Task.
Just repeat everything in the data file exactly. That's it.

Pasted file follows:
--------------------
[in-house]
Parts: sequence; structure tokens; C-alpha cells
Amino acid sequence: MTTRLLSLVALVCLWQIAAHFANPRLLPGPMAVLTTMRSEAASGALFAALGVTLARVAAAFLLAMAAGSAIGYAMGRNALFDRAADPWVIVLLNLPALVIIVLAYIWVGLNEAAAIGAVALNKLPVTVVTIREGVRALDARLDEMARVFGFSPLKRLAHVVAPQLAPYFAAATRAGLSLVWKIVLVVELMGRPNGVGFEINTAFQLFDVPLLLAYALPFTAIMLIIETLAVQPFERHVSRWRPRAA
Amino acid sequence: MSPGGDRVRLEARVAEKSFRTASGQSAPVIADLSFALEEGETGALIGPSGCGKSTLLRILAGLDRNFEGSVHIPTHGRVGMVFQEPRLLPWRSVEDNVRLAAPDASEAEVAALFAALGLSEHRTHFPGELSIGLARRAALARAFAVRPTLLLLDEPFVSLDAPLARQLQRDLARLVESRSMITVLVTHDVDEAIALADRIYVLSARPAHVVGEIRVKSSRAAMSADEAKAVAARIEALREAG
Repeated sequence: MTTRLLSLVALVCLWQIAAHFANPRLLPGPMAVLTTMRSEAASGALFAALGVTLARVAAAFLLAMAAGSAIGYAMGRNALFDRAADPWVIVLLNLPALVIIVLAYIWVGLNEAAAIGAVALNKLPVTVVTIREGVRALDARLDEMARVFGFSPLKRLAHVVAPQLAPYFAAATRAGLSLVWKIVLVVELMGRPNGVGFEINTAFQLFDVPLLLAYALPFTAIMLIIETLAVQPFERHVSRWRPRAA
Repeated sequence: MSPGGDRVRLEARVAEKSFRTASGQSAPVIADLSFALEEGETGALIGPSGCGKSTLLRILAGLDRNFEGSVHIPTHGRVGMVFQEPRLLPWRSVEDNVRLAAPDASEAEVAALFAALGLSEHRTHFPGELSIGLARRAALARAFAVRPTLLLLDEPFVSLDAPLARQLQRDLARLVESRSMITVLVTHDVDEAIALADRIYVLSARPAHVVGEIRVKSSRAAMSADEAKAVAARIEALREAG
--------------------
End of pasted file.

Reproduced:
[in-house]
Parts: sequence; structure tokens; C-alpha cells
Amino acid sequence: MTTRLLSLVALVCLWQIAAHFANPRLLPGPMAVLTTMRSEAASGALFAALGVTLARVAAAFLLAMAAGSAIGYAMGRNALFDRAADPWVIVLLNLPALVIIVLAYIWVGLNEAAAIGAVALNKLPVTVVTIREGVRALDARLDEMARVFGFSPLKRLAHVVAPQLAPYFAAATRAGLSLVWKIVLVVELMGRPNGVGFEINTAFQLFDVPLLLAYALPFTAIMLIIETLAVQPFERHVSRWRPRAA
Amino acid sequence: MSPGGDRVRLEARVAEKSFRTASGQSAPVIADLSFALEEGETGALIGPSGCGKSTLLRILAGLDRNFEGSVHIPTHGRVGMVFQEPRLLPWRSVEDNVRLAAPDASEAEVAALFAALGLSEHRTHFPGELSIGLARRAALARAFAVRPTLLLLDEPFVSLDAPLARQLQRDLARLVESRSMITVLVTHDVDEAIALADRIYVLSARPAHVVGEIRVKSSRAAMSADEAKAVAARIEALREAG
Repeated sequence: MTTRLLSLVALVCLWQIAAHFANPRLLPGPMAVLTTMRSEAASGALFAALGVTLARVAAAFLLAMAAGSAIGYAMGRNALFDRAADPWVIVLLNLPALVIIVLAYIWVGLNEAAAIGAVALNKLPVTVVTIREGVRALDARLDEMARVFGFSPLKRLAHVVAPQLAPYFAAATRAGLSLVWKIVLVVELMGRPNGVGFEINTAFQLFDVPLLLAYALPFTAIMLIIETLAVQPFERHVSRWRPRAA
Repeated sequence: MSPGGDRVRLEARVAEKSFRTASGQSAPVIADLSFALEEGETGALIGPSGCGKSTLLRILAGLDRNFEGSVHIPTHGRVGMVFQEPRLLPWRSVEDNVRLAAPDASEAEVAALFAALGLSEHRTHFPGELSIGLARRAALARAFAVRPTLLLLDEPFVSLDAPLARQLQRDLARLVESRSMITVLVTHDVDEAIALADRIYVLSARPAHVVGEIRVKSSRAAMSADEAKAVAARIEALREAG